Dina Rudick/Globe Staff
At Sycamore in Newton Centre on a recent Monday night, more than 10 percent of orders went into the kitchen with “allergy alert” written in red ink. That is fairly typical, says chef-owner David Punch, if a bit on the high side. What is atypical on this particular night is two tables of diners with celiac disease and two others with gluten allergies, mixed in among others allergic to nuts, natural sugars, and legumes. That much gluten avoidance is “a lot,” says the chef, even though the much-maligned protein compound is now the ingredient diners most frequently ask to do without.
In restaurants all over the area, chefs and line cooks are increasingly challenged by diners’ allergies and sensitivities to, and intolerances of, foods or ingredients which, if ingested, can be life-threatening or cause varying levels of discomfort. “The allergy thing isn’t something that has just shown up,” says Charles Draghi, chef-owner of Erbaluce in Boston, who cannot handle raw shrimp (he breaks out in hives), and whose wife has a gluten allergy. But he and others agree that recently its prevalence has skyrocketed. Many restaurants now have keys on their menus, like “GF” for gluten-free, to help make choices. Says Ana Sortun, chef-owner of Oleana and Sofra Bakery and Cafe in Cambridge, and Sarma in Somerville, “It’s not going away.”
Last year, Virginia-based Food Allergy Research & Education launched the SafeFARE program (www.safefare.org), partnering with the National Restaurant Association, MenuTrinfo, and AllergyEats. The multipronged effort offers tools for restaurants to educate workers about allergies and safety precautions, and advises diners looking for allergy-sensitive restaurants. “We want it to be as simple a process as possible,” says Scott Riccio, FARE senior vice president for education and advocacy.
Massachusetts was the first state to enact food allergy legislation, and though chefs here might be ahead of the curve, the issue is bigger than allergies. In response to the myriad requests from diners, chefs are doing everything they can to make sure guests enjoy their experience, whether it’s creating a dish on the fly or, as is becoming the new norm, subtly shaping menus. As Draghi puts it, “Everybody in [the] hospitality business wants to make people happy.”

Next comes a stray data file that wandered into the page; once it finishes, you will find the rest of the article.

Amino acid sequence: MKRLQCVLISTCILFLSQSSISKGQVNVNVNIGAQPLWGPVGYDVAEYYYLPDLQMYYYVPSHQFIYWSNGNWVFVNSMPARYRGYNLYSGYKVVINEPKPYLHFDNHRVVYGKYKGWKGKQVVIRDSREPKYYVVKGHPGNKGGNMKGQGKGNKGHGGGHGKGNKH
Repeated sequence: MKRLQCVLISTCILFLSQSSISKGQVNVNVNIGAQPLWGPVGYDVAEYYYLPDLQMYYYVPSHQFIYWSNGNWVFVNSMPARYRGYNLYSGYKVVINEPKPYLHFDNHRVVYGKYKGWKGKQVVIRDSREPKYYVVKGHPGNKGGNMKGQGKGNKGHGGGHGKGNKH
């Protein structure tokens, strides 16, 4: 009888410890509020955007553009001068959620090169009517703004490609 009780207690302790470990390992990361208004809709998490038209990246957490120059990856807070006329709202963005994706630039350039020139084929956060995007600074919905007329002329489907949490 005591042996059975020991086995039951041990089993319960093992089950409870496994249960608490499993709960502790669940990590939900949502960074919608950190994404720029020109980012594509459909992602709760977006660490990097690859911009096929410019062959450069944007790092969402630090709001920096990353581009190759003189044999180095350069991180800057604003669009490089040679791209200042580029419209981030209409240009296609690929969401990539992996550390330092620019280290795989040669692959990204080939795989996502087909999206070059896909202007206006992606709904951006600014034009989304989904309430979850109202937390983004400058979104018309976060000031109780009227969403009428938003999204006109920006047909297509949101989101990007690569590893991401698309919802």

Sortun agrees that it’s part of the challenge of doing business. “People are trying to avoid things for certain health reasons, and wouldn’t it be awesome if we could rock their week for them?” she says.
Thanks in large part to Ming Tsai, chef-owner of Blue Ginger in Wellesley and Blue Dragon in Boston, the state implemented a multi-part allergy awareness law (Bill S. 2701) in 2009 for restaurants and other food establishments. That notice you see on menus reminding you to notify your server if you have an allergy? Part of the law. Other parts refer to restaurant worker training and awareness. Though statewide, the law is enforced by local health departments. Tsai, whose son had multiple food allergies, says, “Eating safely in a restaurant [is] the right of every American.”
When he opened Blue Ginger 18 years ago, Tsai createda food allergy reference book, which he calls his “bible,” that lists every recipe, broken down by components — sauce, protein, garnish — with allergens highlighted. Eight foods or groups — peanuts, tree nuts, fish, shellfish, wheat, soy, dairy, and eggs — are responsible for roughly 90 percent of food allergies. That way, he says, it is easy for cooks to quickly see which dish, or portion of a dish, has to be eliminated or altered for a customer’s specific food issue. Punch and Sortun have allergy grids at their restaurants — their versions of Tsai’s tool — that are updated whenever menus change.